Case Study: Elefint’s Responsive Website Redesign
Elefint recently underwent a responsive website redesign. This turned out to be a challenging and confusing process, and finding resources to guide us through it wasn’t easy. A lot of the information we used to guide us was contradictory or incomplete, and we figured there must be a lot of people equally perplexed. With this in mind, we put together this history of our process with the hope that it would be useful to other designers and organizations venturing into the world of responsive design.
Review of responsive web design
Let’s start with a quick review of responsive design. With the multitude of devices that exist today ranging in size from big screen televisions to mobile phones, it’s not practical to design a site for each of these experiences. We say experiences rather than devices to highlight the fact that we tend to use the internet differently on a tablet than on a TV. The differences between these devices are not just sizes but the types of things we prefer and are likely to do on them, such as opening a new account (better on desktop) or quickly checking for updates (convenient on mobile). With people accessing the internet more and more from these devices each year, investing in a responsive site is an important consideration for any redesign.
We began our redesign by listing the needs different users were likely to have on each platform. On a white board we created four columns, one for each device type: mobile, tablet, desktop, and TV. We started with desktop and then added and subtracted features based on each device. For example, we had hover states that explained each of our services on desktop. Since there is no hover state capability on tablet and mobile, we removed this feature for those devices. We did things like moving the navigation from the top of the screen on desktop to a dropdown on mobile, a style that has become common as it is much easier to use on mobile and takes up less space.
An important lesson we learned is to design iteratively. We chose to go one page at a time for each device, designing for example the home page on each device before moving on to the next page. This turned out to be a good strategy as we caught systemic issues before we had created a large number of designs. One of the early adjustments we made was to mostly drop tablet and TV from our process. We found that for our particular site, the added value of designing for these formats was not worth the added effort. All we really needed to do was to design a slightly different header for tablet.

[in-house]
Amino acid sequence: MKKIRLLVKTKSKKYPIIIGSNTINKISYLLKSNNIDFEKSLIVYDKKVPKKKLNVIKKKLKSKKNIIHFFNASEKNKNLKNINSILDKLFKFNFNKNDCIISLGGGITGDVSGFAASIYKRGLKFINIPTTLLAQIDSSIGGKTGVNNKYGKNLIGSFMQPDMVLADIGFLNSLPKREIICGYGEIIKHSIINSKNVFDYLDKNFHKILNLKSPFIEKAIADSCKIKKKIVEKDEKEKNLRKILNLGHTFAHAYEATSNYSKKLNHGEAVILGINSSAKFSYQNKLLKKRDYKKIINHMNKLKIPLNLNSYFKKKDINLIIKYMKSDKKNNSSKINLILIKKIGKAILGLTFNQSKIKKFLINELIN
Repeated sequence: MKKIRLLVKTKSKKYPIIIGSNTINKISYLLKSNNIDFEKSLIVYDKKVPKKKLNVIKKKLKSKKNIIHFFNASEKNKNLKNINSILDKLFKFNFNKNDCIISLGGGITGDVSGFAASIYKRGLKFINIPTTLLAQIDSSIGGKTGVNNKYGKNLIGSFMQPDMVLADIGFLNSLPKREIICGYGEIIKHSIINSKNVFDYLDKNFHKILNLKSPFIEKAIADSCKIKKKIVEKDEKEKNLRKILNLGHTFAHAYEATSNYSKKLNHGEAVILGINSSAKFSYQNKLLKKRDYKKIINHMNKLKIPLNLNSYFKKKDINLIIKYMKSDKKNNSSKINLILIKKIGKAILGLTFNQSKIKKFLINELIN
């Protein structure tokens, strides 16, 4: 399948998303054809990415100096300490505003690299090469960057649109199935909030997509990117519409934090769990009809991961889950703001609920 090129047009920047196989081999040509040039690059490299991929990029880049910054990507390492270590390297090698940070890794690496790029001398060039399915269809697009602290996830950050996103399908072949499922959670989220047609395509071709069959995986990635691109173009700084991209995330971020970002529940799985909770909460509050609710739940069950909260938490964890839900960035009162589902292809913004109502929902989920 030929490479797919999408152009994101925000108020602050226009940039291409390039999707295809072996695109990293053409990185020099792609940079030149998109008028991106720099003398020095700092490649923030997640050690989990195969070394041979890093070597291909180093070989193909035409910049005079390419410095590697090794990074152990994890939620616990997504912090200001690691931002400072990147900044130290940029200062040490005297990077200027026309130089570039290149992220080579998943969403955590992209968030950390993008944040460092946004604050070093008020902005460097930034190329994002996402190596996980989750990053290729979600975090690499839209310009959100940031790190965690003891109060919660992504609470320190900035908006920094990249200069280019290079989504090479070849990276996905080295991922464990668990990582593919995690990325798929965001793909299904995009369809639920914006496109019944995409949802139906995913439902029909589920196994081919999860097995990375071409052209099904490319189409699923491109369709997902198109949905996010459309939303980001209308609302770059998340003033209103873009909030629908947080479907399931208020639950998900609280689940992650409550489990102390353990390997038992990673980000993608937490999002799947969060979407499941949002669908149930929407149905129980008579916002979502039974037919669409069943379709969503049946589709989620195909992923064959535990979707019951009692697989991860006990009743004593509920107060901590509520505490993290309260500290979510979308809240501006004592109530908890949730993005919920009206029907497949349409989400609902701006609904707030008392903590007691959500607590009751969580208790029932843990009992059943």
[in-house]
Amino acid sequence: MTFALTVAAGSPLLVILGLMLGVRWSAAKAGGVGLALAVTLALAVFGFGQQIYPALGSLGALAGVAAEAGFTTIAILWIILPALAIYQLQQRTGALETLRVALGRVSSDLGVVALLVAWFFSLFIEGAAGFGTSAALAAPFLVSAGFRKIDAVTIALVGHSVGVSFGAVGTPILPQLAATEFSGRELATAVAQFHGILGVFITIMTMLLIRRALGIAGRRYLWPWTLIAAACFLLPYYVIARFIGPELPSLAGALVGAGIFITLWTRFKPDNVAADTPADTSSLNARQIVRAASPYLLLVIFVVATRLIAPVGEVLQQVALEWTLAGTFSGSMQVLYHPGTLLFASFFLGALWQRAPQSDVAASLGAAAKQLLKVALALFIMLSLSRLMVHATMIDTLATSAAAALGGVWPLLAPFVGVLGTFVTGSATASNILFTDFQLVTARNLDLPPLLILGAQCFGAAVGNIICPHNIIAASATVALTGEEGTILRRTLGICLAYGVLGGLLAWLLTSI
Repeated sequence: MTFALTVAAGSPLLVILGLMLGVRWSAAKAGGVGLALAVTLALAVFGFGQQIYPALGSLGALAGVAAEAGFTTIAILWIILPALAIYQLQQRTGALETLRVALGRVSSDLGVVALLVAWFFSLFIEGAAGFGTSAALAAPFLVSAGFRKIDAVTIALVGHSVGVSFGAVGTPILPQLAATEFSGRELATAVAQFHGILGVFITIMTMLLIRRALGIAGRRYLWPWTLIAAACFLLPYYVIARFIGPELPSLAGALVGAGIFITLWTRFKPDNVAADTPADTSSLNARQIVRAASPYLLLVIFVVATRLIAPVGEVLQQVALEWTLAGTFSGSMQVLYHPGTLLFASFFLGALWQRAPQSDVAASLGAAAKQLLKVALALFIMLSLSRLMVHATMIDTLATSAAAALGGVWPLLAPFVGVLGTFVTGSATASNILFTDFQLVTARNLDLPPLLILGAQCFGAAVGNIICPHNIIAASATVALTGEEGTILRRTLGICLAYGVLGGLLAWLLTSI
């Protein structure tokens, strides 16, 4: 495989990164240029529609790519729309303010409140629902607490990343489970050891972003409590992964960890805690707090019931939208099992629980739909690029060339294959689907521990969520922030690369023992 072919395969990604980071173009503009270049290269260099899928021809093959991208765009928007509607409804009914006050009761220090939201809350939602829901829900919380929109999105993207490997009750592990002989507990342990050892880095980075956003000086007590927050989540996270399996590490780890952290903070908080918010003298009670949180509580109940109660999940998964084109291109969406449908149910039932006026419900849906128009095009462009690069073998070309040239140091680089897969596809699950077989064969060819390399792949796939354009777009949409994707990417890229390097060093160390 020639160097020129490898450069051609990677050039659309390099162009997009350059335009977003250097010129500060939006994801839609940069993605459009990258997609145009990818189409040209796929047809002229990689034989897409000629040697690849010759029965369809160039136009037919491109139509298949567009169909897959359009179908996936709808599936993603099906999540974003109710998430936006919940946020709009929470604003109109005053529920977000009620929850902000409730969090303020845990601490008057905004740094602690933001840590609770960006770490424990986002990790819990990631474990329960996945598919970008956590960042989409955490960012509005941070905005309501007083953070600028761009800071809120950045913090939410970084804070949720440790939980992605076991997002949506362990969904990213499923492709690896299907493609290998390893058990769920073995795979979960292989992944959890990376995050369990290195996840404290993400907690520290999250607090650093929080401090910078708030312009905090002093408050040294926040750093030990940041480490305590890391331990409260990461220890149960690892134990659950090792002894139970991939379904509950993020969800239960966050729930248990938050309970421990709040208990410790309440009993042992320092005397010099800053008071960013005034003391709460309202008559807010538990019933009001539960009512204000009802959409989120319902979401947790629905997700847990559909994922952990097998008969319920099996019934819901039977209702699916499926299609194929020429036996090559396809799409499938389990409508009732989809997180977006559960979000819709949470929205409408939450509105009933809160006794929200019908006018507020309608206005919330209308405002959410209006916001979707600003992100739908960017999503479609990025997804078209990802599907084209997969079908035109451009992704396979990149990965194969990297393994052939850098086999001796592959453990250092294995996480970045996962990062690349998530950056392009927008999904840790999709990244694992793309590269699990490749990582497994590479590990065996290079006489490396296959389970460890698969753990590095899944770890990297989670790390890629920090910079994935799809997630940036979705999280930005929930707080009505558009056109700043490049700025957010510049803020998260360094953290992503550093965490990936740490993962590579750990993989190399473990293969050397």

A big point of confusion for us was around how much we needed to design to give the development team everything they would need. This was one of the points where conflicting information was available in abundance. Even when designing just for mobile and desktop, creating modified layouts for each format is a lot of work, so we didn’t want to do anything more than we needed to. At the same time, we wanted to maintain the integrity of our design, and didn’t want to leave our developers with too much guesswork.
Retina, DPI, PPI
One of the most fun parts of designing a responsive site is wasting tons of time grabbing the lower right corner of your browser and resizing it to see how the site responds. This is especially great at breakpoints, the dimensions of the site where the appearance of the site jumps from one device type to the next. Figuring out exactly where these breakpoints should be can also be pretty confusing. Not only are there multiple mobile and tablet sizes, but the physical dimensions of the screens aren’t what matter. Viewports tell the device how to treat the site, and those are what you have to watch out for. For example take a look at a responsive site on an iPad and an iPad mini. You will see that even though the devices are very different in size, the page will display the same. Thats because Apple has made the viewports the same, essentially telling browsers to act as if the devices were the same size. If you and your friends own every Apple and Android device known to man, you can play around with these different viewports and see how they react. If you don’t have access to all these toys, or if you just want to save time, you should be fine designing for common breakpoints – 320px (mobile), 768px (tablet), and 1024px (desktop). This is another place where iteration is key. If you have in house developers and/or can afford to test things as you go along, play with the breakpoints and make sure they work for your content.
Designing a responsive site can be pretty overwhelming. Like most things on the web, this process is bound to get easier as more and more people design this way, and more and more tools are created to aid designers and developers. Until that day, here are a few suggestions:
- Don’t let the perfect be the enemy of the realistic. Just start designing even if you don’t understand all the dynamics, and you will figure it out as you go. Responsive design is complicated, especially when you introduce things like Retina images. There are many ideal practices that may not be in-line with your budget and/or timeline, such as designing for many device types or building breakpoints around content, so do what you can.
- Bring as many members of the team together as early as possible. If everyone from the strategist to the developers can weigh in early, the process will go much smoother.
- This can take a long time, especially the first time around. Proceed in bite-sized but consistent chunks, and you will get there eventually. Busy with client work, we took about six months to finish our site.
Here are some resources that we found really useful in our redesign: